The Search for the World's Biggest Hammerhead Shark

Scientists have been on a mission to find the world's biggest hammerhead shark.

The National Geographic expedition—which was filmed for Sharkfest 2022 documentary World's Biggest Hammerhead—follows a team of scientists from Florida International University who embark on an expedition to find the elusive predator.

Huge great hammerhead sharks have been spotted off the Florida coast before. Some of them are rumored to be similar to the great white shark in size, reaching up to 20 feet in length. The biggest hammerhead ever found was caught by a recreational angler in Florida, and measured 14.5 feet long, and weighed 1,282 pounds.

However scientists are still unsure just how big these sharks can get. In the film, scientists travel along a great hammerhead migration route, from the Florida Keys to the Bahamas, in a quest to find out.

Candace Fields, a Ph.D student studying geographic and population dynamics of large predators at Florida International University, was part of the team.

A picture shows the underside of an 11 foot hammerhead. Scientists were searching the world's biggest one. National Geographic/Duncan Brake

"Generally, what people see of shark science is all the glory and excitement right but a lot of this work is just sitting and waiting and nothing happening. And so it does get frustrating, but it's a game of patience. But because there's so few, when you do see one, it is very thrilling, very exciting and very encouraging," Fields told Newsweek.

Fields said the species is infamously difficult to spot, mainly because they are critically endangered. Main threats on the species include being caught as bycatch by fisheries— and this in turn makes them more difficult to find for scientists, who want to conserve the population—as they can become smart to capture techniques.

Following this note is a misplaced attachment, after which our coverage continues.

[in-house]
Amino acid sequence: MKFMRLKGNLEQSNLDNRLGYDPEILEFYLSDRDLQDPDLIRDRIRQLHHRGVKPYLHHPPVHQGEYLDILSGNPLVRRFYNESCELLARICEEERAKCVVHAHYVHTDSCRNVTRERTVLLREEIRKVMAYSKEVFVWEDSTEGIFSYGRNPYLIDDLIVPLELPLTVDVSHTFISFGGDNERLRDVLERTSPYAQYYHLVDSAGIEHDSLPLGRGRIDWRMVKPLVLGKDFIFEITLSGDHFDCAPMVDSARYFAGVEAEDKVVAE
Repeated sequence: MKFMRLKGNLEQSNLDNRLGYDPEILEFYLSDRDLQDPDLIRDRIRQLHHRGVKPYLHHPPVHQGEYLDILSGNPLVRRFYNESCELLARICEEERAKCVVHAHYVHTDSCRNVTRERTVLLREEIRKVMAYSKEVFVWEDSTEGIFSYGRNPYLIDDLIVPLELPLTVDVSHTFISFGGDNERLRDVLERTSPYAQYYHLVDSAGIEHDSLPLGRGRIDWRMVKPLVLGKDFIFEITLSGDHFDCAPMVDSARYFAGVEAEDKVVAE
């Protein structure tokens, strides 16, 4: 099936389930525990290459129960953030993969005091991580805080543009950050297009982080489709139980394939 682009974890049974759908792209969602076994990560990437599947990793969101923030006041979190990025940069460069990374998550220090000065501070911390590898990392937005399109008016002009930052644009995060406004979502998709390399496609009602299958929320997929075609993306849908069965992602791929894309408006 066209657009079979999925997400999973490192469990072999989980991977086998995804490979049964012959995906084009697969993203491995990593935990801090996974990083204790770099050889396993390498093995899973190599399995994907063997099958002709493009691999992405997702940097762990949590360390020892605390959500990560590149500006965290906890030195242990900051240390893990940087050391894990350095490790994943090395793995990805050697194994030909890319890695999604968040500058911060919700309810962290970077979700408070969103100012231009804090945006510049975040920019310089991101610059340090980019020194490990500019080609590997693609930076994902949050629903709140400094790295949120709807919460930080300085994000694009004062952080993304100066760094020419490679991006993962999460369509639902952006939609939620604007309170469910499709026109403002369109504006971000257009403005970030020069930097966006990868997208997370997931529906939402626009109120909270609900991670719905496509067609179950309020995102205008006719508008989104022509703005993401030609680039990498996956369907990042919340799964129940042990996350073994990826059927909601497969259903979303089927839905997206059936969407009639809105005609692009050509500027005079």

"[The hammerhead] is one step away from extinction in the wild," she said. "One of the challenges of catching these guys is just there's not as many of them out there as there are other species. Also, some of them have become smart to capture techniques. If it's an older animal that might have been caught a couple of times, they do learn... they do become aware of the hooks and try to avoid them. Really, they're just very elusive animals in general and then, coupled with the fact that they're critically endangered makes it very challenging to find them."

Researchers are pictured next to the 11 foot hammerhead. They were aiming to collect data on the species. National Geographic/Duncan Brake

Fields said the larger hammerheads also play a vital role in the ecosystem, which is why it is important to gather data on them: "Any information that we can gather on these critically endangered animals is crucial to their conservation and our ability to conserve them in terms of ecological roles.

"There's a lot to learn about these animals, especially about larger individuals, as they're often not caught with high frequencies. They are top predators, so they keep balance in terms of capturing their prey ... weaning off sick animals and things like that. There's a lot of things that they are important for."

Gathering data on the species is also important for their overall reputation, Fields said.

A picture shows the underside of a Hammerhead, with a row of sharp teeth.The predators are important to the wider ecosystem. National Geographic/Duncan Brake

She believes hammerheads are misunderstood due to their unusual appearance: "They are more intriguing to people and so people think, oh, they're different. And I've heard 'but aren't hammerheads aggressive'? Are they really likely to attack you? And that's just not the case. And so I think, I hope that in highlighting hammerheads, people can understand their biology."

The scientists were not able to find a hammerhead exceeding this one during the expedition. However, they did spot an 11 foot hammerhead swimming in Florida, while another was spotted swimming off the coast of the Bahamas, using a drone.

Fields said capturing the sight of one on a drone was "super cool," as it showed the shark swimming in the shallows, really clearly in a "non-invasive manner."

"And so it just gives you a little bit of a spark again, to not quit even though you're having a tough day out," Fields said.

The 10th anniversary of SharkFest kicks off July 10 on National Geographic and Disney+. World's Biggest Hammerhead premieres July 18 on National Geographic.